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Michael is a recovering alcoholic/drug user. Back on the wagon, he's now responsible for a young, beautiful, and pregnant wife. He's working the graveyard shift at a gas station to support his new family, but the job drives him crazy. Then a wealthy stranger, Stuart, enters Michael's life, taking Michael through a tour of the seediest and slimiest parts of L.A. underbelly. Is Stuart leading Michael to hell, or salvation? Written by
Martin Lewison <firstname.lastname@example.org>
It is a shame that Shadow Hours is kind of one of those rare thrillers that may have been sorta ignored during it's release, but it is perhaps one of the likable thrillers I have seen in recent years. Director and writer Isaac Eaton did a rather fine job at creating tension and keeping me interested through the story.
Balthazar Getty in my opinion has been rather too underrated in films. This talented young actor did a good turning point here in Shadow Hours as the troubled Michael. Trying to straighten out his life, Michael has a new wife (Rebecca Gayheart) and a child on the way. He gets a job during the night shift and encounters a mysterious man named Stuart, (creepily portrayed by Peter Weller). They become close friends and they begin to experiment in the terrible parts of the city and Michael begins going downhill. Eventually Michael learns that Stuart could be a sociopath and he has to fight against him to get back to his life again.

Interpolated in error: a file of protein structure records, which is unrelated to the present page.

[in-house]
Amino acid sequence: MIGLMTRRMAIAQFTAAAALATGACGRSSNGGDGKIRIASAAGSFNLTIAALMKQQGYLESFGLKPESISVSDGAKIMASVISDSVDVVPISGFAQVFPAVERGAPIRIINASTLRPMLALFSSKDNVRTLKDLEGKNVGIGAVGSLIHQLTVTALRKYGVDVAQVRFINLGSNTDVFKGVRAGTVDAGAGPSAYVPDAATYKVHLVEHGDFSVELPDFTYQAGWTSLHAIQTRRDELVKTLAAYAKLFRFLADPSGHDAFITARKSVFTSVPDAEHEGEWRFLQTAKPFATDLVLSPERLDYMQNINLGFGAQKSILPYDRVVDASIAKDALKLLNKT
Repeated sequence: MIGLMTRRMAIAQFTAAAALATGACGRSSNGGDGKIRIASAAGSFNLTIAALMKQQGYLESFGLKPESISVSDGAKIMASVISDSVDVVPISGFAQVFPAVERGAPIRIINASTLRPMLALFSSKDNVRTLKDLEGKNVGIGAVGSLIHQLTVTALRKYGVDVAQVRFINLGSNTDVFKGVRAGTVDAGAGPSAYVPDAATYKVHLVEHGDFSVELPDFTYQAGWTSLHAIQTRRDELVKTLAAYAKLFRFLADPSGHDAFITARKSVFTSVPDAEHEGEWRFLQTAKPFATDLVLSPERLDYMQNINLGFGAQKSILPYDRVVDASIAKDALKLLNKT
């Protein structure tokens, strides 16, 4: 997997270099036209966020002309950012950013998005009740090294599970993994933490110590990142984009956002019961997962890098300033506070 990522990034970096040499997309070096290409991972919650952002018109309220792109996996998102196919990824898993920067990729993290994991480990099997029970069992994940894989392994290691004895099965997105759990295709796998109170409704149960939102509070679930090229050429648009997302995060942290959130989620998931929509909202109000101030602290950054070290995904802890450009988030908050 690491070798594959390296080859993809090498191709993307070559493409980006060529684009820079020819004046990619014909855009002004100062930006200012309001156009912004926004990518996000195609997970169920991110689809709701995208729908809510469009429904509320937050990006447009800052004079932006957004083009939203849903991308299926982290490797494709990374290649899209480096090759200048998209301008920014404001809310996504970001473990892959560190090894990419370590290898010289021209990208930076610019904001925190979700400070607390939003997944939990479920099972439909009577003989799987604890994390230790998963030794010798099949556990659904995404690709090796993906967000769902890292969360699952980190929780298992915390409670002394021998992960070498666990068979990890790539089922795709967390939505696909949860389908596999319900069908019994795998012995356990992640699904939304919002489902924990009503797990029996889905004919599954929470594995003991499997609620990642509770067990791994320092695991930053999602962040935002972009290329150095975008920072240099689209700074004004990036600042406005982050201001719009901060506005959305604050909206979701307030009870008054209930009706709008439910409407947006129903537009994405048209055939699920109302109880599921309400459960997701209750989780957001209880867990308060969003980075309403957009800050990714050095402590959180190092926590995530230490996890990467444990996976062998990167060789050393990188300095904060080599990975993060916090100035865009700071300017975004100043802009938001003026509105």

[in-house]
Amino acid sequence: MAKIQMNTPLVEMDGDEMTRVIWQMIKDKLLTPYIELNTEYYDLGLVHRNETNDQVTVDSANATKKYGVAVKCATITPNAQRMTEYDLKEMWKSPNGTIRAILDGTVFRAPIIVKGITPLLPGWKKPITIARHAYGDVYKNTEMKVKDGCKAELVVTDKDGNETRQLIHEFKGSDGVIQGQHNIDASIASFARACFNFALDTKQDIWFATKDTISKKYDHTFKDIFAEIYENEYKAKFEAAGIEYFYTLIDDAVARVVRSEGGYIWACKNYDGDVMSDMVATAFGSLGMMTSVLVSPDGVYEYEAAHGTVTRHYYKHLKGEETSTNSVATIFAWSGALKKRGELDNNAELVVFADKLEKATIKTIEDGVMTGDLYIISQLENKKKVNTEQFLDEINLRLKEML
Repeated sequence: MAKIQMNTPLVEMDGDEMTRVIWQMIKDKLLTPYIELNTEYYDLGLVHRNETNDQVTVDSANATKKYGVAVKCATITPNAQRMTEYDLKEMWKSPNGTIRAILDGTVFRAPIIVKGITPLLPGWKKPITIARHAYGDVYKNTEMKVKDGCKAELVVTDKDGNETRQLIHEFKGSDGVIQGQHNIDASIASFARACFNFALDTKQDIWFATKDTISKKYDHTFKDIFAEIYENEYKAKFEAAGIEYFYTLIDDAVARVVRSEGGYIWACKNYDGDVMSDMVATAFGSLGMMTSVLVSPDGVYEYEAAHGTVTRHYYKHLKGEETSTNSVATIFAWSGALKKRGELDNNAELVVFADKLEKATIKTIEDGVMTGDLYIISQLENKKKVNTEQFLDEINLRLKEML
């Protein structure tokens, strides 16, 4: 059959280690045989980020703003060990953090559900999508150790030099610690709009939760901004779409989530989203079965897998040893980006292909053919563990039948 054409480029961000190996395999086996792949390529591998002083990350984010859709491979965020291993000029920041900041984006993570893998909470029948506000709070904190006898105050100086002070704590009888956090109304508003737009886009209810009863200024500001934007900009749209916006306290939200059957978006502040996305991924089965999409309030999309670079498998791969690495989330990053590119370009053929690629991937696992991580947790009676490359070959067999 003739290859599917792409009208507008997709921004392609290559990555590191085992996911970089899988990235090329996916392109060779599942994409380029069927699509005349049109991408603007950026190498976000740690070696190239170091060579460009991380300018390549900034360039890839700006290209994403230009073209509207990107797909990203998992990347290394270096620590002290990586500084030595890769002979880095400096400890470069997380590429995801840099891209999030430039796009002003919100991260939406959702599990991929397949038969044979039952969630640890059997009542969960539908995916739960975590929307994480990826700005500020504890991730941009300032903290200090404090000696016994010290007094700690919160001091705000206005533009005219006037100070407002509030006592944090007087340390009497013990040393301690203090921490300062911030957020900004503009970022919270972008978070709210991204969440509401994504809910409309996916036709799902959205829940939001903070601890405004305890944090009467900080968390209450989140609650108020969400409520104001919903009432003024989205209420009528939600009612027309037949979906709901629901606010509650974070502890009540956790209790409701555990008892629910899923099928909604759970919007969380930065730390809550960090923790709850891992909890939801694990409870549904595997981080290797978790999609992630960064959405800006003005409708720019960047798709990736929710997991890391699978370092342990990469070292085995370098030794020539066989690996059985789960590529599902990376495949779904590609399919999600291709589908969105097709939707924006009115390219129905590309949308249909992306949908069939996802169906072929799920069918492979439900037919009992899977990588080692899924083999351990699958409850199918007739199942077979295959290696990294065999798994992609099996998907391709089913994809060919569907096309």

Shadow Hours should very well be viewed for those that are fans and are inspired by this kind of genre. The film also has a familiar cast in cameo appearances that include Peter Greene, Richard Moll (of TV's Night Court) and Oscar nominees Frederic Forrest and Brad Dourif.
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